Fond du Lac Band prevails again in long-running casino case

Artist's rendering of the new exterior of the Fond-du-Luth Casino in Duluth, Minnesota. The tribe is spending $5.5 million to renovate the facility. Image from Fond du Lac Band

The Fond du Lac Band of Lake Superior Chippewa Indians won another round in litigation over its urban casino in Duluth, Minnesota.

The tribe had an agreement to send 19 percent of gross revenues from the Fond-du-Luth Casino to the city. The tribe stopped making payments in 2009 after contributing $75 million.

The National Indian Gaming Commission invalidated the deal but that didn't happen until a notice of violation was issued back in 2011. So a federal judge told the tribe to pay the city another $12 million for the two years in question.

The 8th Circuit Court of Appeals, however, said that was a mistake. The ruling failed to take into account the purpose of the Indian Gaming Regulatory Act -- to ensure that tribes are the "primary beneficiaries" of their casinos -- Judge Diana E. Murphy wrote in the unanimous decision.

Indianz.Com SoundCloud: Oral Arguments in Duluth v. Fond du Lac Band

"Accordingly, the district court must give proper weight to the congressional intent that tribes be the primary beneficiaries of Indian gaming as well as other relevant factors we have previously identified," Murphy wrote. "These include the facts that the city was on notice in 2009 of relevant actions and policies of the gaming commission and its warning in the 2011 notice of violation that the tribe would violate IGRA by making further rent payments to the city."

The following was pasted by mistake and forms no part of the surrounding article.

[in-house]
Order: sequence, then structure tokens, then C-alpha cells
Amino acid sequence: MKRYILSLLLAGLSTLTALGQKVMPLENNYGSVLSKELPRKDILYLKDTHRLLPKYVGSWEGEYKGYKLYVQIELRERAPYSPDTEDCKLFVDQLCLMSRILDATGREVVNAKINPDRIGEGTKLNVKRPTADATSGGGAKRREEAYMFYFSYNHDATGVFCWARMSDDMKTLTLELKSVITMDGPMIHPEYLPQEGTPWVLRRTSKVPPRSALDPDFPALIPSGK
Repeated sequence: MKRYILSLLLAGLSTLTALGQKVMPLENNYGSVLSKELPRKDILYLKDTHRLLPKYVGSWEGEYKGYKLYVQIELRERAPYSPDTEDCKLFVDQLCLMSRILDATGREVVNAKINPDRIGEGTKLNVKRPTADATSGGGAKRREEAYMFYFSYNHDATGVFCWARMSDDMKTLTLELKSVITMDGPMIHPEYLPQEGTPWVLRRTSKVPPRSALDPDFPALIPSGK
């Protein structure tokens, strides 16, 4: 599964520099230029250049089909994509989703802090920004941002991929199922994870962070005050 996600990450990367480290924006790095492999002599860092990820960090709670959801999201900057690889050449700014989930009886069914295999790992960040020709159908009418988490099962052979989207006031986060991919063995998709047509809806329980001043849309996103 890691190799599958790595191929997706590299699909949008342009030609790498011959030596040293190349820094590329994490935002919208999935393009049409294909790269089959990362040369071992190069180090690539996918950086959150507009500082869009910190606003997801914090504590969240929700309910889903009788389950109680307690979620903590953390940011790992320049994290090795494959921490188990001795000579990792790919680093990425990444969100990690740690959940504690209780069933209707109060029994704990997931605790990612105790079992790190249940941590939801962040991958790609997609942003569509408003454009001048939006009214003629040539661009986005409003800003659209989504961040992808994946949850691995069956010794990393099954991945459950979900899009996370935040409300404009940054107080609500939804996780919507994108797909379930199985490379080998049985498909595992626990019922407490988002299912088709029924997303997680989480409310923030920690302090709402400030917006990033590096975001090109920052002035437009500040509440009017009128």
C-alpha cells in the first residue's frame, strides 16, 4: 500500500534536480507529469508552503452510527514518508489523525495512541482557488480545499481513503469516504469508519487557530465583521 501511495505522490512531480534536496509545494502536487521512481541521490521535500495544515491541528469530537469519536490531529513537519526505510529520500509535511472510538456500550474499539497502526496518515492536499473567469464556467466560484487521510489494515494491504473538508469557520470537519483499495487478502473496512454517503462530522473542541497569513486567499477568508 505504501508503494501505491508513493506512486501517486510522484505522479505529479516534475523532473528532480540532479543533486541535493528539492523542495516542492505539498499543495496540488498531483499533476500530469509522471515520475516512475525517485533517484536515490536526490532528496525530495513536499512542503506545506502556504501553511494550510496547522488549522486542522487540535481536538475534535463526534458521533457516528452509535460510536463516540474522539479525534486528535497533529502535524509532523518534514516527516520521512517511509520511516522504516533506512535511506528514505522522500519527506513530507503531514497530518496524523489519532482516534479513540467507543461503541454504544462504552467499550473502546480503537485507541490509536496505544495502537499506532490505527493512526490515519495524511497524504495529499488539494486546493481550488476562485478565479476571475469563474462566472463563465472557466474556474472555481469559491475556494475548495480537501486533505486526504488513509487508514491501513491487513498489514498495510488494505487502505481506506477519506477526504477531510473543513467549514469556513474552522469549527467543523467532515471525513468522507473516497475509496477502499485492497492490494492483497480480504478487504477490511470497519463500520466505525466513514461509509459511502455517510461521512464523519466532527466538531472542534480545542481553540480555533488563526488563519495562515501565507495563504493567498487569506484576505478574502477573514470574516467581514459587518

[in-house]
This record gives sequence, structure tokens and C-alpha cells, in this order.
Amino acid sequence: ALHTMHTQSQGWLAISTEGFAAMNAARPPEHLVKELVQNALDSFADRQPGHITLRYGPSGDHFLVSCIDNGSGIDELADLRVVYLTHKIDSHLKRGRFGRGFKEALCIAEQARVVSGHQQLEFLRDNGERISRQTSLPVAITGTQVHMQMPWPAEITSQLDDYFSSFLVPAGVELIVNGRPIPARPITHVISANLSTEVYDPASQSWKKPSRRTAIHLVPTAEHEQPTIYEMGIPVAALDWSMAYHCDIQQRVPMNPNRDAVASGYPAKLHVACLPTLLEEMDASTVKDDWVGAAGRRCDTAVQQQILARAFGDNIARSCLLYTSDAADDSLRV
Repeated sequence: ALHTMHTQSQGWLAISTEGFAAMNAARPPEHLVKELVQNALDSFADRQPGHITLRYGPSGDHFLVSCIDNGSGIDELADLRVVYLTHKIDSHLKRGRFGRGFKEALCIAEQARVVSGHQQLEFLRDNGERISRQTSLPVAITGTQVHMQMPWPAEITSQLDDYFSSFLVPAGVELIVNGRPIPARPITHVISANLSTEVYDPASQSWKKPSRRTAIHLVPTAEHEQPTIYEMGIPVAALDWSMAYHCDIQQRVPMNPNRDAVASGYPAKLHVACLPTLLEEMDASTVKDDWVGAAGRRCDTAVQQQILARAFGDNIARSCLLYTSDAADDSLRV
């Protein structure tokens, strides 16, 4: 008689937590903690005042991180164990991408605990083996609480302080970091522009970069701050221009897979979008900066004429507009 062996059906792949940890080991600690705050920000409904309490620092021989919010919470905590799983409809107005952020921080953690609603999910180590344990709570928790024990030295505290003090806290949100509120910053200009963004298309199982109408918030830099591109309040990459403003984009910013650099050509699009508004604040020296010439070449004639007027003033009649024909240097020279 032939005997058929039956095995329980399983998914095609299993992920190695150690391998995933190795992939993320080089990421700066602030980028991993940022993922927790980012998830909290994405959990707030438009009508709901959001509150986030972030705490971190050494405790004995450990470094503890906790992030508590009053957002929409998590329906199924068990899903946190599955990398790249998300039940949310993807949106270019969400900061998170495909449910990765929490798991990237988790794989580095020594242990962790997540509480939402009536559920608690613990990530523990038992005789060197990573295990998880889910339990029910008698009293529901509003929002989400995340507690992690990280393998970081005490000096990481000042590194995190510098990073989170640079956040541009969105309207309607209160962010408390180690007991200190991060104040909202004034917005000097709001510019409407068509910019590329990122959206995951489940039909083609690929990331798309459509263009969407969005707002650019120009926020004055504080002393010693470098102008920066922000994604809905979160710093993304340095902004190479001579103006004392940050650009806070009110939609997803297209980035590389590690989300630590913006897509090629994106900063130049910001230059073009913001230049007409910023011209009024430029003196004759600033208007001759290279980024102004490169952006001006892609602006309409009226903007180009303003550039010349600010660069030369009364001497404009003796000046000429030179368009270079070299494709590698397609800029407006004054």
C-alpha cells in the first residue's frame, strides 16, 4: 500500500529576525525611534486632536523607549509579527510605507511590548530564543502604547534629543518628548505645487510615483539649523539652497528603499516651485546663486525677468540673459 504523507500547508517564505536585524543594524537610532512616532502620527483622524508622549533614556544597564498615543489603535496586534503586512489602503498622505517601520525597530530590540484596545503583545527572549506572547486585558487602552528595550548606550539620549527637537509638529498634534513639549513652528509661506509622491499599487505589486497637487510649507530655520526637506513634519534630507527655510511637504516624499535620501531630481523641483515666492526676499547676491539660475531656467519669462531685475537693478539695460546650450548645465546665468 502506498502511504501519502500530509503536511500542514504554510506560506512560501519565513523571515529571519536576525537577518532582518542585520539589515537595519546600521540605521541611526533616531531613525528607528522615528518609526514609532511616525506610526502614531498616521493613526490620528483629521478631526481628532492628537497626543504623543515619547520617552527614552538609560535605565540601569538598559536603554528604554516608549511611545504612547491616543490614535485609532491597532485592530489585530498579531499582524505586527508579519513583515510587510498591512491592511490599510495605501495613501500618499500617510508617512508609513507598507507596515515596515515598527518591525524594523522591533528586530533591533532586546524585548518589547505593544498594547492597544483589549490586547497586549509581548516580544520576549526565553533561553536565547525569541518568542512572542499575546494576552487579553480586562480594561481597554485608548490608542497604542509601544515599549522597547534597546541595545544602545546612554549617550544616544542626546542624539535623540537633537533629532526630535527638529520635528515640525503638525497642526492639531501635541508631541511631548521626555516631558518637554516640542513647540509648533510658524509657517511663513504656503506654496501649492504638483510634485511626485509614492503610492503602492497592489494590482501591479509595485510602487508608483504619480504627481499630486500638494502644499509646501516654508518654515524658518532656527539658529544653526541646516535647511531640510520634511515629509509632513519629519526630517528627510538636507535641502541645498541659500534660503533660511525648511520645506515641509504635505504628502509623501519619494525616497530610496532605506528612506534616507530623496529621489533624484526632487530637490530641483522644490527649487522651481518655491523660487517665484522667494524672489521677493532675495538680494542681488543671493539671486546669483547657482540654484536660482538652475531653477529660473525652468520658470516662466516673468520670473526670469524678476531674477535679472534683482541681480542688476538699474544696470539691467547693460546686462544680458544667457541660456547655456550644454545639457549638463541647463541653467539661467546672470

The decision does not mean the tribe is off the hook yet for the $12 million. But Judge Susan Richard Nelson might not be able to rule any other way when the case is sent back to her, unless the city asks for a rehearing or takes the matter to the U.S. Supreme Court.

In January 2013, the 8th Circuit held that the agreement violated IGRA in a lawsuit that named the tribe as the defendant. The city did not appeal to the Supreme Court.

The existing exterior of the Fond-du-Luth Casino. Photo from Fond du Lac Band

However, the city named the NIGC as the defendant in a lawsuit in a different federal court. A judge in Washington D.C., though, reached the same conclusion as the 8th Circuit last month.

The city could take that decision to the D.C. Circuit Court of Appeals. In the event of a different conclusion from the 8th Circuit, the Supreme Court might be more inclined to take up the matter.

Otherwise, the high court rarely takes Indian gaming cases. Prior to Michigan v. Bay Mills Indian Community in 2014, the last decision that directly addressed an IGRA issue was Chickasaw Nation v. US in 2001.

Turtle Talk has posted documents from the second 8th Circuit case, City of Duluth v. Fond du Lac Band of Lake Superior Chippewa. Audio from the oral arguments last November can be found on the Indianz.Com SoundCloud.

8th Circuit Decision:
Duluth v. Fond Du Lac Band of Lake Superior Chippewa (May 8, 2015)

Prior 8th Circuit Decision:
City of Duluth v. Fond Du Lac Band (January 14, 2013)

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